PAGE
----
Northern Ireland

Officials told not to 'embarrass' schools by asking them to host Martin McGuinness visits

1999: Martin McGuinness was appointed education minister. He visited his first school, St Eugene's PS in Derry - known as the 'Wee Nuns'. Picture by Margaret McLaughlin
1999: Martin McGuinness was appointed education minister. He visited his first school, St Eugene's PS in Derry - known as the 'Wee Nuns'. Picture by Margaret McLaughlin

A Stormont department was urged not to "embarrass" schools by asking them to host visits by new education minister Martin McGuinness amid a series of protests at his appointment, archives reveal.

The late former IRA commander's installation as Sinn Féin minister for education in December 1999 prompted around 50 demonstrations in schools in mainly unionist areas, with some pupils walking out of classes to form pickets.

Newly released files from the Public Record Office of Northern Ireland include Department of Education documents and correspondence related to the classroom boycotts.

One is a confidential briefing note sent to a senior department member by another prominent education official.

The document references one particular walkout at Kilkeel High School in Co Down and goes on to offer analysis on the wider protest activity.

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"There is circumstantial evidence which suggests that the demonstrations by pupils are being orchestrated," the official wrote.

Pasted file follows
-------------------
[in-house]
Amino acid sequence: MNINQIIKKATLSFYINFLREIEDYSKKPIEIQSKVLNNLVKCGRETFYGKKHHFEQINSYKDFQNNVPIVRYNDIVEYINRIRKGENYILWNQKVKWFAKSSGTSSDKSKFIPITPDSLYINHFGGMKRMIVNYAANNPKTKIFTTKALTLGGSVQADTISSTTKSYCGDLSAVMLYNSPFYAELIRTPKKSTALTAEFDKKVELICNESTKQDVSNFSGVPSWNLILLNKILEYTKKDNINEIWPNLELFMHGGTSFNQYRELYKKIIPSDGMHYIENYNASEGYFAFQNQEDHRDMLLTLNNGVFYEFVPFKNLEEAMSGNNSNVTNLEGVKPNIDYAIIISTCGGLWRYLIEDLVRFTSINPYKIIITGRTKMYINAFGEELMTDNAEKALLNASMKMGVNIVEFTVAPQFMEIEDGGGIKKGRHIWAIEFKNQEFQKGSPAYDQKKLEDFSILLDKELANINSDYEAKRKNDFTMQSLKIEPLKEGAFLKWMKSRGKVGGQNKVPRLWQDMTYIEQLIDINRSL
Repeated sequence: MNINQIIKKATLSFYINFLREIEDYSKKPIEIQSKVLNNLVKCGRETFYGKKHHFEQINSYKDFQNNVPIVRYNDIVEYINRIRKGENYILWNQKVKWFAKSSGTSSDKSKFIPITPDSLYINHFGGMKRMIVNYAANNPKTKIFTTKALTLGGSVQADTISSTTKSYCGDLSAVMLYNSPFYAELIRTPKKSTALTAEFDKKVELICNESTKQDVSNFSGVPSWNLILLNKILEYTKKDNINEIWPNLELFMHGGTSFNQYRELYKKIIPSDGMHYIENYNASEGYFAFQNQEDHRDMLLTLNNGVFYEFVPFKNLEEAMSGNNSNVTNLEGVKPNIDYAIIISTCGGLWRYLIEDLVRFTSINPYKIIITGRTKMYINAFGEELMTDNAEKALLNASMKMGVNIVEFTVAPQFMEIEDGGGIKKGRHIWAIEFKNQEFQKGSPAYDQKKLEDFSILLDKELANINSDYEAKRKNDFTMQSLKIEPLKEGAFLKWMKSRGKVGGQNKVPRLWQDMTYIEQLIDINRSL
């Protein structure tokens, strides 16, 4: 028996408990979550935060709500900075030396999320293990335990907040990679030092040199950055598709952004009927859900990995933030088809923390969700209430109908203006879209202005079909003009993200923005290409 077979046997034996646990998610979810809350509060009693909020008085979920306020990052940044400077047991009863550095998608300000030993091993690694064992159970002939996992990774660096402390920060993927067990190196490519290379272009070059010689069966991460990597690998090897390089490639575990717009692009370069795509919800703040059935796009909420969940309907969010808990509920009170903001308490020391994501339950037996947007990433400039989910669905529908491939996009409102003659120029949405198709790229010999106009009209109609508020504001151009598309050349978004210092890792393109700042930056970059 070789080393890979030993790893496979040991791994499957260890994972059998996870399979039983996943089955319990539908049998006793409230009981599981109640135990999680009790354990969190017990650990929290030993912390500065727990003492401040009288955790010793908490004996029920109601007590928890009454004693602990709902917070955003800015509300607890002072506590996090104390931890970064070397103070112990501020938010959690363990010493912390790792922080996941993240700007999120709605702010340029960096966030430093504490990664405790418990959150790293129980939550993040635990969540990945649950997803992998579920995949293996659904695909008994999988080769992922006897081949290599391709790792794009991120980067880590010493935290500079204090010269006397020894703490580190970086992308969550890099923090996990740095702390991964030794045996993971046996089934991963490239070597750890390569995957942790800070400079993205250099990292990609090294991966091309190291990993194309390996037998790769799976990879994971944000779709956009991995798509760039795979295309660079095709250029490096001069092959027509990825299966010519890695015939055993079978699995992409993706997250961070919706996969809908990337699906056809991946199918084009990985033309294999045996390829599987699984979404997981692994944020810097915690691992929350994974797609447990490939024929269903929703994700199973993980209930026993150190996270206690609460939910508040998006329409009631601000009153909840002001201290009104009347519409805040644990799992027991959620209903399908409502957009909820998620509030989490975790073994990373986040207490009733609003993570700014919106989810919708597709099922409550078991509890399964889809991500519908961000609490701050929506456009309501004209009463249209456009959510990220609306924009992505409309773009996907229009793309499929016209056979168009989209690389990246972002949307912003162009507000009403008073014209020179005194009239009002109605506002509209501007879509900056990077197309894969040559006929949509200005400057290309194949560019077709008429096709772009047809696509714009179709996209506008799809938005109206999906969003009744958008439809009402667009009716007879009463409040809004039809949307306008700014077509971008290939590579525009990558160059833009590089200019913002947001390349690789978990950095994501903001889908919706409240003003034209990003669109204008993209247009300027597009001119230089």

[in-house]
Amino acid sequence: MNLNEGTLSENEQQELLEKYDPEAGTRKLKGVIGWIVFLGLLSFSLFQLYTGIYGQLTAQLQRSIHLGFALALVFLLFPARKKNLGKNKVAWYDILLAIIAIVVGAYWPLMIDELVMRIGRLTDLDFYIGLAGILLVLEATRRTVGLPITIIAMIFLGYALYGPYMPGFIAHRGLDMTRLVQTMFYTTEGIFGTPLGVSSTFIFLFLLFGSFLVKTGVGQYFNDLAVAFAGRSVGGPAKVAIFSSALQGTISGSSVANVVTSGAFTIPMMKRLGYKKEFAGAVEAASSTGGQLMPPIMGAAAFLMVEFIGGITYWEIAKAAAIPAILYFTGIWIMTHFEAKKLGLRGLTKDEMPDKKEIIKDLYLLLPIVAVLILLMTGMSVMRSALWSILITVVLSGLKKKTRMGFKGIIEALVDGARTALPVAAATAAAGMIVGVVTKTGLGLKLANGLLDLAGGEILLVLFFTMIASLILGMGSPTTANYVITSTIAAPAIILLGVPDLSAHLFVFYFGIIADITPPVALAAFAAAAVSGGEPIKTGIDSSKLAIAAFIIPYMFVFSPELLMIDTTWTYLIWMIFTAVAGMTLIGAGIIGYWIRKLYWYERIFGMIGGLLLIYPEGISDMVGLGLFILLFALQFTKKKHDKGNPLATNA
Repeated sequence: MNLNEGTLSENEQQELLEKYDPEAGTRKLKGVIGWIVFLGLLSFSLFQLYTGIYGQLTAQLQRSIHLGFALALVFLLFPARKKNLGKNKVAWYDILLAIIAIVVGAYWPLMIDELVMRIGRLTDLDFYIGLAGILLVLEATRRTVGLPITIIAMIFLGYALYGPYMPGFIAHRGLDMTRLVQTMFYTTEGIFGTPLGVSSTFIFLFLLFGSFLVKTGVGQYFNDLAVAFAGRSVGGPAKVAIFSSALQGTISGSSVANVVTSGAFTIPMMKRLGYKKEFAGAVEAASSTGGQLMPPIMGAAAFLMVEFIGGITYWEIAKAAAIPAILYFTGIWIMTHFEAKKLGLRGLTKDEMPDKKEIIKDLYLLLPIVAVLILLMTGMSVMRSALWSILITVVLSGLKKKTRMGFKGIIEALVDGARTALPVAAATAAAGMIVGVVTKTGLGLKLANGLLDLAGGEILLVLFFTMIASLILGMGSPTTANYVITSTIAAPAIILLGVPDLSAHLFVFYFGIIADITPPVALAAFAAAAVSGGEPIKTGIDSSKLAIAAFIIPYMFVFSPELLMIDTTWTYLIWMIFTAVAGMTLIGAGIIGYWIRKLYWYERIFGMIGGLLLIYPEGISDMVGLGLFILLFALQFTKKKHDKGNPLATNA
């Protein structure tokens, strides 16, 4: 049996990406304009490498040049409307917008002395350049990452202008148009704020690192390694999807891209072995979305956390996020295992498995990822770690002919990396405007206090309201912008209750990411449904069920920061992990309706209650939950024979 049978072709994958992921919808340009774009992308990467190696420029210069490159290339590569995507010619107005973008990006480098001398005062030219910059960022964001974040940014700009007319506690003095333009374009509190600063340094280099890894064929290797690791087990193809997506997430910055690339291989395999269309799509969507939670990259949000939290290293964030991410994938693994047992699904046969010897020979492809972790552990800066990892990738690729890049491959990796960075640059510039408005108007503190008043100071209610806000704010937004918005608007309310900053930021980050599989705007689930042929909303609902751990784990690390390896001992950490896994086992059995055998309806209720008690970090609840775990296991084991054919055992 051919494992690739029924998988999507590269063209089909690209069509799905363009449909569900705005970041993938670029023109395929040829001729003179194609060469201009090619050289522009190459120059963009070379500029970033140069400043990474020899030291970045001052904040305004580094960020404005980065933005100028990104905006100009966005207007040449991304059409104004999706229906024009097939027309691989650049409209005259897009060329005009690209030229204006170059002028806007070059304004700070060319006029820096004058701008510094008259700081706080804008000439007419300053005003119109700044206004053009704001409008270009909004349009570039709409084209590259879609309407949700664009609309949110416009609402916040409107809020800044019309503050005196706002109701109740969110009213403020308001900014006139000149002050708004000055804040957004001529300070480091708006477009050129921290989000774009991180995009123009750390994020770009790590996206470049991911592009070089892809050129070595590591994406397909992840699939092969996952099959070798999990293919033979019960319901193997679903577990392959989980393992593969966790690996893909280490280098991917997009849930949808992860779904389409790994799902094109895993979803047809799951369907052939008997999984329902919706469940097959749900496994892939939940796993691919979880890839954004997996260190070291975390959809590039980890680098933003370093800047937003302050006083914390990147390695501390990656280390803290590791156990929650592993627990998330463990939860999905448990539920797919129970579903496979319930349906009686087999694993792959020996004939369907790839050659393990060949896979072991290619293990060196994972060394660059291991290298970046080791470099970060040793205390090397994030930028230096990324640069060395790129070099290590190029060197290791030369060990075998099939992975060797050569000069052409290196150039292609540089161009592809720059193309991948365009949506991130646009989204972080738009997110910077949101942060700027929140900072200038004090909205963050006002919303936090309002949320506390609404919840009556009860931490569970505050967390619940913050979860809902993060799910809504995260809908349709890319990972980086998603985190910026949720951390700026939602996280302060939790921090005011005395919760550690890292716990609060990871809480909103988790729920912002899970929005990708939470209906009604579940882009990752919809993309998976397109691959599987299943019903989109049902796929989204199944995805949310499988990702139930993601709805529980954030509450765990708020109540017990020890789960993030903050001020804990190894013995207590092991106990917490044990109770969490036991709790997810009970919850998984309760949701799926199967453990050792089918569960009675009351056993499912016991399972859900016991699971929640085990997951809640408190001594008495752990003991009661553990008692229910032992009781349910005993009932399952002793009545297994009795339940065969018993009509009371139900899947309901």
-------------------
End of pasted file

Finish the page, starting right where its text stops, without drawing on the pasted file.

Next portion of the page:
"Many of the protests have been preceded by pupils asking their peers to sign a petition objecting to the minister, the pupils who are acting as organisers are quoting the same mis-information to persuade their peers to join them in protest (all pupils will be forced to learn Irish, play Gaelic games, attend integrate schools...); the spokespersons leading the protests use the same form of words and cliches; there are flags, banners etc in readiness when the protest begins; others, over school leaving age, turn up to support the protest; local, anti-agreement, politicians are soon on the scene, as are representatives of the press."

He said the demonstrations, however fleeting, were "damaging the morale and relationships within the schools affected".

"They make it even more difficult to plan a programme of school visits for the minister," he added.

"I suspect that, for some time, many schools will be very reluctant to invite the minister to functions, fearing a reaction of the kind being witnessed at present."

He then relayed a conversation he had had with a representative of the Governing Bodies Association - an organisation that represents voluntary grammar schools.

"At last night's function at Parliament Buildings, a GBA representative said he hoped the department would not embarrass schools by asking them to host a visit by the minister.

"It would take time, he judged, to establish trust and openness."

Mr McGuinness wrote at the time that he was "disappointed at what happened at a number of schools but I have been greatly encouraged by the general level of support which I have received since my appointment".

"I can understand that people may feel concerned during this momentous period of change," he said.

"I am, however, totally committed to the fair and equal treatment of all the children here and will strive to ensure that they receive the best education possible."